Giorgio Griffa

Giorgio Griffa, <i>Guerreiro da Luz</i> (Coelho), 2020. Photo: Giulio Caresio. Courtesy of the Archivio Giorgio Griffa
Giorgio Griffa, Guerreiro da Luz (Coelho), 2020. Photo: Giulio Caresio. Courtesy of the Archivio Giorgio Griffa
Giorgio Griffa, <i>Nurkoszop</i>, 2019. Photo Giulio Caresio. Courtesy of the Archivio Giorgio Griffa
Giorgio Griffa, Nurkoszop, 2019. Photo Giulio Caresio. Courtesy of the Archivio Giorgio Griffa

From the late sixties onwards, Giorgio Griffa (1936, Turin, Italy) started to move away from figuration to turn to abstraction, thus participating in a certain renewal of painting, in a constant, but rarefied dialogue with major artistic movements. Griffa works in long series in which some common parameters are in place, and this adds to the sense of continuity that is felt when facing the body of work he has been developing for over five decades now. While the sparse presence of graphic signs on a neutral background is ontologically minimalist in style, Griffa distances himself from the precepts of the movement by rejecting a systematic approach and mathematical repetition, maintaining a programmatically loose and lyrical approach to the act of painting. The modest roughness of the canvas he often uses suggests a proximity to Arte Povera, but his choice of materials has changed through time and his gesture began to accept its own imperfection. 

Despite the initial impression one might get, there is no actual repetition in his pictorial language: each stroke is unique, subject to the irregularity that characterizes every human action. Griffa displays an array of signs, lines, curves, arabesques, numbers and letters that together do not compose a narrative, moving away from the linearity of works based on pre-existing concepts. With Griffa, painting becomes physical: the movement of the body in space dictates the meeting of the paint, almost liquid, with the canvas previously laid out on the ground. The result of the artist’s action is unpredictable, as there is no initial project, and each stroke depends on the previous. Coherently with the artist’s open-ended approach, the canvases are typically left unframed and unstretched, in a gesture which might make them look unfinished, but should be read as the desire to bestow upon the beholder the freedom to complete the action that the artist suspended. Through bright colors that stand out over the pale hue of the raw canvases, Griffa leads the eye on the path to a pleasure that will not be determined or definitive: each work is almost as a living organism, in constant evolution and in dialogue with the audience and the surrounding architecture.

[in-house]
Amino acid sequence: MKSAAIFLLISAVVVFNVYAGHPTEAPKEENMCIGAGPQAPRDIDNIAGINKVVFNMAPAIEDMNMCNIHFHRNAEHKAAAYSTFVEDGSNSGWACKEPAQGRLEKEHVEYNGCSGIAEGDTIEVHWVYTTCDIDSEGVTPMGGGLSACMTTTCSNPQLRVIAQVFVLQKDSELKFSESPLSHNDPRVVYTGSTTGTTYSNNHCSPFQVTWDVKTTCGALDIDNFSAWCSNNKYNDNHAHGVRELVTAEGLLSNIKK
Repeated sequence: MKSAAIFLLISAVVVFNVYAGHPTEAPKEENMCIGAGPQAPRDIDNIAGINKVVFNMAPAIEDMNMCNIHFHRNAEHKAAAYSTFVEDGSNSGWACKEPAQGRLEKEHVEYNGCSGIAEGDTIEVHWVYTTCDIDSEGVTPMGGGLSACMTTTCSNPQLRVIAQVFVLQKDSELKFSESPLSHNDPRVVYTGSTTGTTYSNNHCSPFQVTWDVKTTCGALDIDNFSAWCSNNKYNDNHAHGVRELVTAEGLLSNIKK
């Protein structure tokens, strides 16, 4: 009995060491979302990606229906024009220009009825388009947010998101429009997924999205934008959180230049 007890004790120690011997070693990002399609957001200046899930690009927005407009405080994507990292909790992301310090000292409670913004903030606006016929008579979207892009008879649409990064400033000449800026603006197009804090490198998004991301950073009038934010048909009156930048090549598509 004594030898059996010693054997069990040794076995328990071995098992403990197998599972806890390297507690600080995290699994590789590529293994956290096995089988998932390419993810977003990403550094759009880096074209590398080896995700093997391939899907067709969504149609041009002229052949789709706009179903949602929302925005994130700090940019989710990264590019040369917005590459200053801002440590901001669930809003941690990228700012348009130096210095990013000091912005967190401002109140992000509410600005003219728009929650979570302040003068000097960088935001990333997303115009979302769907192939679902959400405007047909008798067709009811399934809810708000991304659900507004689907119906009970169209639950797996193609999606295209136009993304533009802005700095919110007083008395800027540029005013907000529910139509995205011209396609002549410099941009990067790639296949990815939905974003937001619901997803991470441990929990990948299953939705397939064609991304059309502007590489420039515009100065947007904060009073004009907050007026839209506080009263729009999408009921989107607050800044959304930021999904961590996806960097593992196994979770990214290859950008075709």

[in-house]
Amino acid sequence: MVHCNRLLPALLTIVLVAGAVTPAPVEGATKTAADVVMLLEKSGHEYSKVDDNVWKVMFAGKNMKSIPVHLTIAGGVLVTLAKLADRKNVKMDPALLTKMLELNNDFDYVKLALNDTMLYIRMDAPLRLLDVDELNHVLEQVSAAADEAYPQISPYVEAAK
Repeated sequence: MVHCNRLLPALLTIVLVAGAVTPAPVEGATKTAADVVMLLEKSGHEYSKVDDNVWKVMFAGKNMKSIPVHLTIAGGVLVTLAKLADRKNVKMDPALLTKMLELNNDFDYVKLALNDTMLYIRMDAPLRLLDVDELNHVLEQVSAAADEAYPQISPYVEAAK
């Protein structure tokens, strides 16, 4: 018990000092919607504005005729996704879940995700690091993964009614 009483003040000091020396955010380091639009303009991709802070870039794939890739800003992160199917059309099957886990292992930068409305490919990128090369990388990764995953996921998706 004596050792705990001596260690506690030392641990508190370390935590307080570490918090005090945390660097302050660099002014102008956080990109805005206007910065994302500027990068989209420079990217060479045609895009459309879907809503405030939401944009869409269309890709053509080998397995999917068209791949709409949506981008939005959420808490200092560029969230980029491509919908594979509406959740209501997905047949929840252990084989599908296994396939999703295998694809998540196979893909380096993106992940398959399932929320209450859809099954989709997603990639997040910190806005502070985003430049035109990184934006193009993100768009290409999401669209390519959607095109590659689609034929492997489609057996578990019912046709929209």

1. Caroline A. Jones, Eyesight Alone: Clement Greenberg’s Modernism and the Bureaucratization of the Senses (Chicago: University of Chicago Press, 2005).
  2. Greenberg’s Modernism and the Bureaucratization of the Senses (Chicago: University of Chicago Press, 2005).
Share
a- a a+